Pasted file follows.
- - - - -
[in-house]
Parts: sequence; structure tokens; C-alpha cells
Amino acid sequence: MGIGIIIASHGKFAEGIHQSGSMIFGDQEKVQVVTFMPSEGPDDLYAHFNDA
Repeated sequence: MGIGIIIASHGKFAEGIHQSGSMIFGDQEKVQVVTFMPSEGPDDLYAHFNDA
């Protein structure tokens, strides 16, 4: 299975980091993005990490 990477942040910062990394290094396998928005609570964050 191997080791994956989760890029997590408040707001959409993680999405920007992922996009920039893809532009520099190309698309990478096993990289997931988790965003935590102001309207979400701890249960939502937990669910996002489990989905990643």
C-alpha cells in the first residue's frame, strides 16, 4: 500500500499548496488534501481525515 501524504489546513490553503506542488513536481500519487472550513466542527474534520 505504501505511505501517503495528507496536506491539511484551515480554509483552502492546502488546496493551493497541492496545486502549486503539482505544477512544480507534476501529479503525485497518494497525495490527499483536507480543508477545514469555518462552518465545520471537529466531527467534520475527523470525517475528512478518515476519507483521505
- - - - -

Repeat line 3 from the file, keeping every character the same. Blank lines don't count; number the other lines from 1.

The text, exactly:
Amino acid sequence: MGIGIIIASHGKFAEGIHQSGSMIFGDQEKVQVVTFMPSEGPDDLYAHFNDA